- Jeffrey Alexander’s theory of the civil sphere between philosophy and sociology of law (2012)
- Alexander’s theory of the civil sphere can be placed in the context of development of sociology of law. However, Alexander draws not so much on sociological theories but rather on the approaches of philosophy of law, particularly the ideas of Fuller, Dworkin and Habermas. The civil sphere is presented by Alexander as the embodiment of Dworkin’s principal integrity. Locating law within civil morality Alexander reveals the similarity of his viewpoint to Dworkin’s position. Drawing on Fuller’s works Alexander singles out the procedural foundations of the democratic order. At the same time for Alexander the source of morality of law is not the legal system itself but a certain level of civil solidarity. Like Habermas, Alexander emphasizes the culturally embedded character of the legal norms. Alexander shares Habermas’s understanding of law as a regulative mechanism affecting all spheres of social life. However, Habermas is more sensitive to the danger of colonization of law by the imperatives of the economic and political subsystems. Alexander’s approach can be contrasted with Luhmann’s sociological theory of law. Alexander concentrates on interrelation and mutual penetration of the civil sphere and law while Luhmann regards law as an autonomous system following its own logic. While Alexander claims that his theory is rooted both in sociology and philosophy of law in fact his approach is closer to normative philosophy.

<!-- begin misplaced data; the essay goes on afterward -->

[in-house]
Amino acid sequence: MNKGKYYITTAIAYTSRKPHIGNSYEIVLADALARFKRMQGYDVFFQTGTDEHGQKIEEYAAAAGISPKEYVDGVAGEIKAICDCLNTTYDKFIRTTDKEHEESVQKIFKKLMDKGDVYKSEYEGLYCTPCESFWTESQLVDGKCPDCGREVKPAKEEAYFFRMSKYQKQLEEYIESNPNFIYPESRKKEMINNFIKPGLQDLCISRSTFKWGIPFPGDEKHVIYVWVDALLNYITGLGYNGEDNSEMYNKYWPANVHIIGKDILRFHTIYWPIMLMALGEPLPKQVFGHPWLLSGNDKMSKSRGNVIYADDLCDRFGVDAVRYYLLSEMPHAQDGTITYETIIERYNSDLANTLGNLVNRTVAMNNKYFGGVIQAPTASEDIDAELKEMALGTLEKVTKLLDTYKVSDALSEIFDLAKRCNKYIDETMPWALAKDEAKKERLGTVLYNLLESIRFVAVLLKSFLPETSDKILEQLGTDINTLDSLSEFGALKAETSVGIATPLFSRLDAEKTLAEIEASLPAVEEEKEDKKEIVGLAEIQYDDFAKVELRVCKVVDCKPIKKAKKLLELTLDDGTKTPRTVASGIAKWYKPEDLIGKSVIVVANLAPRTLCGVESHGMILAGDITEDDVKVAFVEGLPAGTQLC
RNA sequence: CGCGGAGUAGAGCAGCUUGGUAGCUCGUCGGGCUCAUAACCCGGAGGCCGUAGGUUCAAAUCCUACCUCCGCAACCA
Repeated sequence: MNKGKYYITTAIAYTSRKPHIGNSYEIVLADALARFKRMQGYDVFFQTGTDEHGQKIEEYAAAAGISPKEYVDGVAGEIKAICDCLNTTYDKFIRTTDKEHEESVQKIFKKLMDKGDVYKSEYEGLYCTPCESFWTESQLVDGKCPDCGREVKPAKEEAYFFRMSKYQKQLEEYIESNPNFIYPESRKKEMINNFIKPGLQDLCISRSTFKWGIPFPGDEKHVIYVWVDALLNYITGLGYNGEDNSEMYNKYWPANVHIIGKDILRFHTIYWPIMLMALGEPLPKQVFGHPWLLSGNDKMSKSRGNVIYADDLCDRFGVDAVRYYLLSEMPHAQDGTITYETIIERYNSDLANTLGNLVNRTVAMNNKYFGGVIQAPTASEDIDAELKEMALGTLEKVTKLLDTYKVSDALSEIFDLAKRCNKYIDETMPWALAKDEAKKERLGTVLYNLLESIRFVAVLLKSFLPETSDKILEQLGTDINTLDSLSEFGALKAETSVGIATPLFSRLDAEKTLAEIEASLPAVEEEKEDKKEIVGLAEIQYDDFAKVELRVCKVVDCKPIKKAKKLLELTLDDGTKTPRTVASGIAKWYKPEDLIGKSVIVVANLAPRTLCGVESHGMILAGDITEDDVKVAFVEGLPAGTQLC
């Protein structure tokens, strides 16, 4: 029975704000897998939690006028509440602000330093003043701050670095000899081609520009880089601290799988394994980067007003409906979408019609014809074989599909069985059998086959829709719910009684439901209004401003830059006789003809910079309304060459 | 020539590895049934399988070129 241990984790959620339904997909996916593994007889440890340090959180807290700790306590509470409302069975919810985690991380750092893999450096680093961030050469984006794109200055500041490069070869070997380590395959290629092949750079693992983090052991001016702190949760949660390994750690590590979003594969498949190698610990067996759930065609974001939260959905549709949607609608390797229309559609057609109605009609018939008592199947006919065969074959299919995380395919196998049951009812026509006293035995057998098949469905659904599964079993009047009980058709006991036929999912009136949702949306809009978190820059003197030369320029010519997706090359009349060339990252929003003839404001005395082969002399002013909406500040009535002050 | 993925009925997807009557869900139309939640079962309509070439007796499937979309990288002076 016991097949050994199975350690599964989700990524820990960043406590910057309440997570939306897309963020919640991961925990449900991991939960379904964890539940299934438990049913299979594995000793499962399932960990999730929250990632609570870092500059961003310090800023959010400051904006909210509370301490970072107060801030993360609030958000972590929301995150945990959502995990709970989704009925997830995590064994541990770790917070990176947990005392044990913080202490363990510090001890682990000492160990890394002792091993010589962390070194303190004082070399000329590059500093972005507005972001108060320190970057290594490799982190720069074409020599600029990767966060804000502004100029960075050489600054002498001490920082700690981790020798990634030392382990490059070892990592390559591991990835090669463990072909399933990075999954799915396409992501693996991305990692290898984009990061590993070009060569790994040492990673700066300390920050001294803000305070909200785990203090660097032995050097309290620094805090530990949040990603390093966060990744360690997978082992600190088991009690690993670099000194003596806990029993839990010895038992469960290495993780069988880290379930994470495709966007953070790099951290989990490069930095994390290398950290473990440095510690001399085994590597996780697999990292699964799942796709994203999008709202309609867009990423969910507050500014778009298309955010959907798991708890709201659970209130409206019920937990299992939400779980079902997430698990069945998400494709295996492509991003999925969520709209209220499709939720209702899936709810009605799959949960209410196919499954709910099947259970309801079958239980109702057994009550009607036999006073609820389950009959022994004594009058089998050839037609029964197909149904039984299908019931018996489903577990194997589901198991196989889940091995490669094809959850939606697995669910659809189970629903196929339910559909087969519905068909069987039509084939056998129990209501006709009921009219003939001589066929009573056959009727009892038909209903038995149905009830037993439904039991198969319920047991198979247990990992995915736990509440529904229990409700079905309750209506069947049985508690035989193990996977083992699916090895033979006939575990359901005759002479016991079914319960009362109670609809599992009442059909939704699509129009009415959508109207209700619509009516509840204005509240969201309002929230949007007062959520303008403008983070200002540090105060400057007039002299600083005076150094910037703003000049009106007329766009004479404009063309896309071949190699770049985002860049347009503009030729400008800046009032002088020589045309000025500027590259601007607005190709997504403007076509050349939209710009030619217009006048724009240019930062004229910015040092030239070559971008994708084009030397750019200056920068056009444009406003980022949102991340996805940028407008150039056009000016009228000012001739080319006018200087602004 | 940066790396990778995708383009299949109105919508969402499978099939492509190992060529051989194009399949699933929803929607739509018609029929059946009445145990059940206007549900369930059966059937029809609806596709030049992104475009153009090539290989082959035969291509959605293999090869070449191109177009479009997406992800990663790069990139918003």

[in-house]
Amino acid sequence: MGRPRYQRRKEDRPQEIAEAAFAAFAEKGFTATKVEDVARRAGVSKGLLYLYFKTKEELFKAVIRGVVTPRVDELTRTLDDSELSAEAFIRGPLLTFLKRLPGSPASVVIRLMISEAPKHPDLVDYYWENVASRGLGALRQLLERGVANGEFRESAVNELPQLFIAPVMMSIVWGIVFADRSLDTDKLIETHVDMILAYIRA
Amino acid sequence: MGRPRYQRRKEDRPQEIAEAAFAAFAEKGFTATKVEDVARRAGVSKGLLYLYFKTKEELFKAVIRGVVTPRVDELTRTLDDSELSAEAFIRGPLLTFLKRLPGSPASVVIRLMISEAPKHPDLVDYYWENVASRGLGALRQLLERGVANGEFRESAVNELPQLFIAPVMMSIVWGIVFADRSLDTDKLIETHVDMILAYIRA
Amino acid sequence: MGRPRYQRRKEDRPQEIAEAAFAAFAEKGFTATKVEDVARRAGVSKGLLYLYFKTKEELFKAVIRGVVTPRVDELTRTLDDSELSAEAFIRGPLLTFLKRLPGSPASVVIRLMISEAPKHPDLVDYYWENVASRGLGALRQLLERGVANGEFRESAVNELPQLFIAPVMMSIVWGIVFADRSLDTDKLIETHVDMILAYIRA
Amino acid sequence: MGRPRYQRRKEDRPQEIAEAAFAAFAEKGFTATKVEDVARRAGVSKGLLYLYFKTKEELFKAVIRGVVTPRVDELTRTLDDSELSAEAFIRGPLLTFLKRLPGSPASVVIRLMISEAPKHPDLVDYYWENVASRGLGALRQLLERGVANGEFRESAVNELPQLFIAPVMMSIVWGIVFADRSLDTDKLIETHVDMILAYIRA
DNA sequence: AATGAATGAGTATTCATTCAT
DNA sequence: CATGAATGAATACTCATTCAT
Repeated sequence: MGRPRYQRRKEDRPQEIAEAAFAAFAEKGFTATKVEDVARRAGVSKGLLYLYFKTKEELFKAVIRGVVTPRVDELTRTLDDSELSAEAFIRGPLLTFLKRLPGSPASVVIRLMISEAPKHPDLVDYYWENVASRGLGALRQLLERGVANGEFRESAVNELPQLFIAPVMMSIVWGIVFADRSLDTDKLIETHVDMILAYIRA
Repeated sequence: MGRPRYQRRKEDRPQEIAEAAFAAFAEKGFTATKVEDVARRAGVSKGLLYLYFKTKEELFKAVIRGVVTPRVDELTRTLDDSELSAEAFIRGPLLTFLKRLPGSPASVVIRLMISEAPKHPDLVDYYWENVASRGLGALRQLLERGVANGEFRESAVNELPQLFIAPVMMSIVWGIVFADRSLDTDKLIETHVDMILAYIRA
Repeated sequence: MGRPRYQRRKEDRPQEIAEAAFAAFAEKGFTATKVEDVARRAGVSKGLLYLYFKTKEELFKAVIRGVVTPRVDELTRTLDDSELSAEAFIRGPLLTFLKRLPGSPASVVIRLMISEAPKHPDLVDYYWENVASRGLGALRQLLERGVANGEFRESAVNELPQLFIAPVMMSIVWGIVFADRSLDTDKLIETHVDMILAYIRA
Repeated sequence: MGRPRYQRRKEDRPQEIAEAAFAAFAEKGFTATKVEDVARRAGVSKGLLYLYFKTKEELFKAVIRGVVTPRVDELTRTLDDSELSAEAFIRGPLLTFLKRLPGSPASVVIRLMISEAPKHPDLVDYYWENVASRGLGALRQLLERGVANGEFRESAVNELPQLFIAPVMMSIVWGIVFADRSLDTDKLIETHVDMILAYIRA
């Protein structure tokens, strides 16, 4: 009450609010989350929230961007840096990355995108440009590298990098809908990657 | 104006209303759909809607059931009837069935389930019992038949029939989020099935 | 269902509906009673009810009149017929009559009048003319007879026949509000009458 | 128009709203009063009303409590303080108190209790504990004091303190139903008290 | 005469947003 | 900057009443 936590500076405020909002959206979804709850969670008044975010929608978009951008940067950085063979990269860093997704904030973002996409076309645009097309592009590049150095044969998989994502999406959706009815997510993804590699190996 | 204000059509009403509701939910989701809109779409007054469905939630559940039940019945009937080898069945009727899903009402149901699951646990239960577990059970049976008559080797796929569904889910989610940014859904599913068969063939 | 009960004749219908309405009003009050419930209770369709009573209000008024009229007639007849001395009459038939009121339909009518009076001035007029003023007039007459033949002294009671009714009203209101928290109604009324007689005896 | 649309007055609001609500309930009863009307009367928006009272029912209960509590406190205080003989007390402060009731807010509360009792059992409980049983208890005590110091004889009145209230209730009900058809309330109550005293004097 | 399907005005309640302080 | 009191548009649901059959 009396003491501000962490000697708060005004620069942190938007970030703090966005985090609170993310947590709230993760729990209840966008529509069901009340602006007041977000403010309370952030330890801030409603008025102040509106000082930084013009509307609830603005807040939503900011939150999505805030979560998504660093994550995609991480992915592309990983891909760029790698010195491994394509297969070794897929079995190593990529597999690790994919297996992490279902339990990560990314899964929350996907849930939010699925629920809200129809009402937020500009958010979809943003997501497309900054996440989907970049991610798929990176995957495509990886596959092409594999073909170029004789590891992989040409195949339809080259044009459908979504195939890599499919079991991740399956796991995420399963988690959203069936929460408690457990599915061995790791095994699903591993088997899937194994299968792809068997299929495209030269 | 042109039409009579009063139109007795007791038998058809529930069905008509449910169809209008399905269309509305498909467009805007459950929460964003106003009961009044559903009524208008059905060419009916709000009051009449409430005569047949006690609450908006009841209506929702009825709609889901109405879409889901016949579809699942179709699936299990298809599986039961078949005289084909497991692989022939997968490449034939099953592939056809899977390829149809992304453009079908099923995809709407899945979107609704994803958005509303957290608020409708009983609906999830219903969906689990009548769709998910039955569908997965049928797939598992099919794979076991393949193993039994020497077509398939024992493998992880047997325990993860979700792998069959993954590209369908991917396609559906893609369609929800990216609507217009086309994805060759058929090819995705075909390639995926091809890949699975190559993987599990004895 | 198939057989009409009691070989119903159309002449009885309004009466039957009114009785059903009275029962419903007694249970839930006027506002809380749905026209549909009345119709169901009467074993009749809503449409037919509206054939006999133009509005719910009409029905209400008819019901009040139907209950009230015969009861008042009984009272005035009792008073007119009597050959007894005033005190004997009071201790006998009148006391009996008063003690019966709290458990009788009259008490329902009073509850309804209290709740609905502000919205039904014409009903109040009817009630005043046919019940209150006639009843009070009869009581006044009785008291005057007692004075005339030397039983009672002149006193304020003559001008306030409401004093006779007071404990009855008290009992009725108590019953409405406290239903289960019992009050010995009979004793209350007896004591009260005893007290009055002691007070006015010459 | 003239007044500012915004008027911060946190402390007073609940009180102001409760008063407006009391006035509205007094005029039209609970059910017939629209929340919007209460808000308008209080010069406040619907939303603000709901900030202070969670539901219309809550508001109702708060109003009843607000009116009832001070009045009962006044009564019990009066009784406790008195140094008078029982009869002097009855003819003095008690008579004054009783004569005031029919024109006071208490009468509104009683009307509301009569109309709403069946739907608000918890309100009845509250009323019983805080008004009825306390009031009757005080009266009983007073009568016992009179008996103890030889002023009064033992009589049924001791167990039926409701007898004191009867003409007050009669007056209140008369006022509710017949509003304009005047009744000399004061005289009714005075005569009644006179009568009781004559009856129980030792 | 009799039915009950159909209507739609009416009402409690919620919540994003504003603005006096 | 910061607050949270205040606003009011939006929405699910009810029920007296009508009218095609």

- National socialist law and the censuring of modernist culture, art and literature (2012)
- This paper traces the development of National Socialist cultural and legal policy towards the arts. It examines the role of censure in this development starting with Hitler's first attempts at power in the Weimar republic. It then looks more closely into aspects of the development of new policies in and after 1933 and their implementation in institutions of the totalitarian state. As the paper shows, policies were carried out within a legal framework that included parliament and constitutional law but they were often also accompanied by aggressive political actions. Racial and nationalistic ideologies were at the heart of the National Socialist discourse about culture. This discourse quickly established modernity as its principal enemy and saw modernist culture (in the broad sense of the word), and especially art criticism, as being under Jewish domination. True German Kultur was set against this; Hitler himself promoted German art both through exhibitions and through policies which included the removal of un-German art and the exclusion of writers and artists who did not conform the cultural ideal. As Jewish artists and intellectuals in modernist culture posed the greatest threat to the establishment of a new German culture, Nazi policies towards the arts embarked on a process of censure, exclusion and annihilation. The purpose of these policies was nothing less than the elimination of all modernist (Jewish and ‘degenerate’) culture and any memory of it.